Was building a character for BattleTech: A Time of War and could not believe the lifepath system.  Sure, the game has a number of ways you can build characters and the straight point buy system looks fine, but the lifepath stuff is just a hideous monster of inanity.  That it’s aimed at people who like detail doesn’t excuse that most of the bonuses are meaningless when you go to “optimize” (i.e. make your character playable) your character.  All flexible spending can just be dumped into an attribute pool, etc.  I like the idea of lifepaths but have yet to see them justify the effort involved.

But, besides being tedious, going through the process reminds me of a few things that all tie into my new age thinking that games need to focus on what is fun.

Any sort of lengthy character creation only takes time away from actually starting play.  Even with campaign play, the most important thing is to play.  The more you play a character, the more the character comes alive.  Much of the time, backstory elements don’t end up mattering.  A GM can only incorporate so many individual character elements, and the ones that the group will remember are the ones shared between the group, which are the ones that happen after the campaign begins.  One defining feature/hook to a character is enough, in my mind.

Note, on a tangent, that I utterly despise fake storytelling mechanics in character creation, like having one person’s weakness be another person’s strength, or whatever that FATE nonsense I had to go through for one campaign was about.  Cooperative party design is not advantaged by mechanizing thematics.

Similarly, I might finally be getting to the point of not statblocking all of my NPCs in all of the excruciating detail one might for a PC.  Yeah, I still full character sheet too much because creating characters (for some systems) is fun, but I’m starting to not bother for ones who are purely thematic and only having relevant abilities for others.  Not doing full character sheets is a huge GM time saver.

Since this post isn’t intended to cover everything about my new world thinking but to focus on speed, let’s see if I can come up with a few more things that only relate to quick play.

There are other aspects of campaigns that don’t need to be fully fleshed out prior to starting.  It helps to have players who are more flexible about what mechanics a campaign uses, as you don’t get balkiness when you want to create or modify a campaign mechanic.  I’m not even that concerned about whether PCs are fully mechanically built.  But, then, one of the things playing HoR has shown me is that it’s more important that players like their characters than worry overmuch about their stats.  Of course, the flip side of this is that I want to know enough about PCs and player NPCs that I can incorporate their individual characteristics into the game, something that has been teeth-pulling with one of the campaigns I’m currently running.

Once you start play, there’s not getting bogged down in:  descriptions; rules; not knowing rules; decision-making; other.  Some of this is RPG-101, like not obsessing over rules.  But, I really don’t see why decisions need to take a long time.  Most often, this will come about when making some sort of strategic plan.  But, this can also come up during combat, when people don’t know the mechanics for their characters.  A bit different from wasting time because of the rules aspects of not knowing mechanics, by the way – I see both problems at times.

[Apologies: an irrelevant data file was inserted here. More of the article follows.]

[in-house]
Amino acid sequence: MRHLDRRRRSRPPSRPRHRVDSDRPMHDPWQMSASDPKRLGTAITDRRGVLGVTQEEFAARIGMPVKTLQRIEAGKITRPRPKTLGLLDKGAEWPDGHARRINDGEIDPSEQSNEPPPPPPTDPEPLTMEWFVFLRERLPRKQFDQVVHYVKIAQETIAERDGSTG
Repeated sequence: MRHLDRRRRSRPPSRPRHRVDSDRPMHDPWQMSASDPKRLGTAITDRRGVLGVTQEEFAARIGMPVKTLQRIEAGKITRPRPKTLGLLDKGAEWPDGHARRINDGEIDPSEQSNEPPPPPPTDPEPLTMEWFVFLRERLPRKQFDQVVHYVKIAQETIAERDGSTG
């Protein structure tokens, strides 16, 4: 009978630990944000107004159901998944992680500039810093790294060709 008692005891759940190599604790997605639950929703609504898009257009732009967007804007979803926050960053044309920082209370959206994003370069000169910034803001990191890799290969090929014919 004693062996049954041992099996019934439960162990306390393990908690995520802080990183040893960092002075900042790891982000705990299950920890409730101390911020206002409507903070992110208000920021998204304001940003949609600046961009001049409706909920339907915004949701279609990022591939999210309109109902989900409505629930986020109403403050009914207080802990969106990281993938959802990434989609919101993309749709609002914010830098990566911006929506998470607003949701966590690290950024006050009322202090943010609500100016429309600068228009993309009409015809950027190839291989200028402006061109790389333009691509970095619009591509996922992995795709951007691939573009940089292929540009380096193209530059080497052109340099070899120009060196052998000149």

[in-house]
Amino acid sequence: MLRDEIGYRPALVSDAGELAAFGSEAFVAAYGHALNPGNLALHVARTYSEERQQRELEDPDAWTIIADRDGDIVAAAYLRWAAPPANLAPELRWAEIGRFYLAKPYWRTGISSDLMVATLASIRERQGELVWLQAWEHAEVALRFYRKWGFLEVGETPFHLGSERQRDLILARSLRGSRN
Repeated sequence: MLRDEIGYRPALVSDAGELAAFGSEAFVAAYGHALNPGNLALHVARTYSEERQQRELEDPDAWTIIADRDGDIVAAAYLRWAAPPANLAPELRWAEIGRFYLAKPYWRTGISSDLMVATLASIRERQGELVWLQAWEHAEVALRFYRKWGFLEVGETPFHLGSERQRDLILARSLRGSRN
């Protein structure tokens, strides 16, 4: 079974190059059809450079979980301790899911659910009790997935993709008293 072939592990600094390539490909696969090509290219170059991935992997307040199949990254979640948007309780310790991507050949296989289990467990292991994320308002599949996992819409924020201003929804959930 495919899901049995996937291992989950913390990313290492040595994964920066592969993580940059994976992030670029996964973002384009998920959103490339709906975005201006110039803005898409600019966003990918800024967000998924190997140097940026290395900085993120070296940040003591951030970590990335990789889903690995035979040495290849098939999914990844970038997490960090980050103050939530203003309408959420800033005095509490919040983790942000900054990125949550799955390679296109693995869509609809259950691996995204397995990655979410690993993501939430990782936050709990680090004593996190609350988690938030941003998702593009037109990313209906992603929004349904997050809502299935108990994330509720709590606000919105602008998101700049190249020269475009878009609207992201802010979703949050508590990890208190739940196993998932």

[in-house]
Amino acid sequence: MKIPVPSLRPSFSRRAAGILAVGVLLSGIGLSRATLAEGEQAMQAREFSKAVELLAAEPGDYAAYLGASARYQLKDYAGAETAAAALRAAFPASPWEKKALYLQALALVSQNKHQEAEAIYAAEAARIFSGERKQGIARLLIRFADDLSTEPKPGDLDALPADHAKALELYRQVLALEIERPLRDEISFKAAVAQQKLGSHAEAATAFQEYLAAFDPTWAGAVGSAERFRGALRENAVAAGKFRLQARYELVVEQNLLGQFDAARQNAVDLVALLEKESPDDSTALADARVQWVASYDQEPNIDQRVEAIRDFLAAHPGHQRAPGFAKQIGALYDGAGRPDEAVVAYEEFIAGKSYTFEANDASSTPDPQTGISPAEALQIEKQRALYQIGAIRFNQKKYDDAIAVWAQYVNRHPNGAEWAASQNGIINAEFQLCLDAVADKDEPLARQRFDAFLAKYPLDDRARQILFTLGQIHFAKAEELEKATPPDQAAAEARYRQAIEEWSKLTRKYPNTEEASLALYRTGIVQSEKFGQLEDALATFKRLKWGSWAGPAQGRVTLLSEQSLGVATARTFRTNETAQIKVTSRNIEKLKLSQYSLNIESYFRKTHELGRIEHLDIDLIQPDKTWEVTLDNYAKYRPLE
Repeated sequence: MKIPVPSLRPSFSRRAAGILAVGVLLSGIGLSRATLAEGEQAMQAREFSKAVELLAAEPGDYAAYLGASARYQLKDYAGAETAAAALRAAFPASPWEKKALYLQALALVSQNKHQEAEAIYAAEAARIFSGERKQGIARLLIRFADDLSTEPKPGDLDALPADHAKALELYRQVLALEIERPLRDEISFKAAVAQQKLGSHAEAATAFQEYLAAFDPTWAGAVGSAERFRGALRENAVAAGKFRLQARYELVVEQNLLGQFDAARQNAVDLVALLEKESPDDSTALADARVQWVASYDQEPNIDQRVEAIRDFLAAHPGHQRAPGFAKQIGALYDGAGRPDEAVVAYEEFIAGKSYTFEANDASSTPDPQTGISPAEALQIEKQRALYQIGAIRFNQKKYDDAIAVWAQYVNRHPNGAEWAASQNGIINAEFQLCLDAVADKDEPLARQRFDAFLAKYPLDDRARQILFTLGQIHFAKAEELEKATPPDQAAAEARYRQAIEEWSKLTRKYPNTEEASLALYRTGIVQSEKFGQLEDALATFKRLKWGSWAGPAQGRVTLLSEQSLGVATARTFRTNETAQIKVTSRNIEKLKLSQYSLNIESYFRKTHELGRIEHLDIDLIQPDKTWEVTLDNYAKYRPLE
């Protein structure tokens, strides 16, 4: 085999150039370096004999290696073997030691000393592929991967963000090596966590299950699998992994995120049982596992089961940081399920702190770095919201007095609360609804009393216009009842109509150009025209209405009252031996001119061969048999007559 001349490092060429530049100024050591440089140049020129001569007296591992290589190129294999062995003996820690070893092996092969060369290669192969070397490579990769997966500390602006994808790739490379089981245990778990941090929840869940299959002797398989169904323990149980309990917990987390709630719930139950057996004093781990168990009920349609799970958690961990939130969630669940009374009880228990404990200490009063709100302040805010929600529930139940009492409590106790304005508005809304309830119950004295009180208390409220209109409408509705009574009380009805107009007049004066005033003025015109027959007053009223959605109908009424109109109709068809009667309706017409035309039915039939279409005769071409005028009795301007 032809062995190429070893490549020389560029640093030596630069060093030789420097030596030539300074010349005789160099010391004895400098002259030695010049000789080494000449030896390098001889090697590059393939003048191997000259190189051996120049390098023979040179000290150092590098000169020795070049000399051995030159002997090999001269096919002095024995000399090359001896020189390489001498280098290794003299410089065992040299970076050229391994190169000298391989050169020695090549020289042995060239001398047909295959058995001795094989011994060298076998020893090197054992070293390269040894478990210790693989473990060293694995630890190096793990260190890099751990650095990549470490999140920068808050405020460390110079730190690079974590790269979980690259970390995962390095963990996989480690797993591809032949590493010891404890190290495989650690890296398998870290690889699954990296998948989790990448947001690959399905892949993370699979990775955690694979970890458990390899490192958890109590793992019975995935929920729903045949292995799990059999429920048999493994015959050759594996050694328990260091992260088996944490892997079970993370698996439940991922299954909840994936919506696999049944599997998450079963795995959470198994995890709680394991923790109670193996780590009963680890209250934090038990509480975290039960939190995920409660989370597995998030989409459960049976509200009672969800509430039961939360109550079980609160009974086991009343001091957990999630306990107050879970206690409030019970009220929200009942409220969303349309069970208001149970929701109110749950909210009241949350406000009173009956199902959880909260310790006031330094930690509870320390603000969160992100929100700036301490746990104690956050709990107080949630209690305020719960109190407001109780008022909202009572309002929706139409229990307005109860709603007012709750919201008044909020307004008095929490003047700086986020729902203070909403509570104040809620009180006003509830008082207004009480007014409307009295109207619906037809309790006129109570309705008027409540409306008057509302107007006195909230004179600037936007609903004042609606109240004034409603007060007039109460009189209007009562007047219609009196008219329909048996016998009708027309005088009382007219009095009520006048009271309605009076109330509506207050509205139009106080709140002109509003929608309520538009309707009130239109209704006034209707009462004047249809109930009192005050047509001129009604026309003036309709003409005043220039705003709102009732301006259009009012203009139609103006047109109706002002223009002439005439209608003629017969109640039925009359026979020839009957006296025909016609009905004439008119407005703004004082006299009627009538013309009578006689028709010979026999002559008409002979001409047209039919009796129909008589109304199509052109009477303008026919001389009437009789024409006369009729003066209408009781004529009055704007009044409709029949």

Or, in the realm of CCGs, people who obsess over building perfect decks rather than just throwing something together and playing.  Much of the time, playing a deck will tell you what you need to change that worrying about contents for an unplayed deck won’t.  Again, some of my nutpuncher decks were not intended to be such – I only discovered after play that they didn’t work as expected.

While I prefer RPGs and CCGs, both of which have substantial pre-play commitments, I’ve very much moved to a philosophy of just start playing the game.  Playing the game is supposed to be fun.  If it is fun, spend more time doing.

Then, when playing, move things along.

We had two other MechWarrior campaigns a couple years or so ago.  I don’t recall a lot.  What I do recall is spending time on character construction that largely didn’t matter.  I recall spending a lot of time deciding what to do without having a clear idea how to do it.  Flailing about is not my idea of fun.  The plot and the characters with it should always be in motion.

Then, there are other sorts of games where set up and/or break down can be lengthy.  While I enjoyed BattleTech at KublaCon, an hour of set up for a new scenario is non-trivial.  I don’t make any effort to encourage mahjong play with my boardgaming group as it’s a time intensive game.  Games like Arkham Horror don’t enthuse me as much as a boardgame that can be quickly started.

Spending a bunch of time reading rules also doesn’t do it for me.  I’ve never been much for learning games from reading; learning from others is my standard method of learning anything.  But, it’s even less pleasant when everyone in a group needs to read a bunch to play a game.  While I’m kind of stretching this post beyond what inspired it, having one person learn the rules and explain to everyone else is better than having everyone try to learn the rules on their own.

I can see where some people might find travel time to play games or the like to be unfun, but I actually like it when you travel with others whom you can speak to about the game.  I even tend to not have a problem with the travel time when it’s just me, as I do think about games while undergoing the boredom that is driving or public transportation.  Still, maximizing game time is something I can see being an issue for groups.

Maybe it’s due to gaming more than I did when younger.  Maybe it’s a been there, done that perspective.  Maybe it’s just a factor of getting older.  But, I see increasing value in quick start and rapid developments with games.  Games that don’t offer such seem to me to be limiting their markets.  Which, I suppose, is one reason V:TES isn’t more popular.  Even if you can get people to throw together decks and not get paralyzed by the multitude of options, games (in my experience) rarely have rapid developments and timely conclusions.  (Though, to be fair, V:TES games I play in with rapid developments tend to be horribly unbalanced and aren’t any more satisfying.)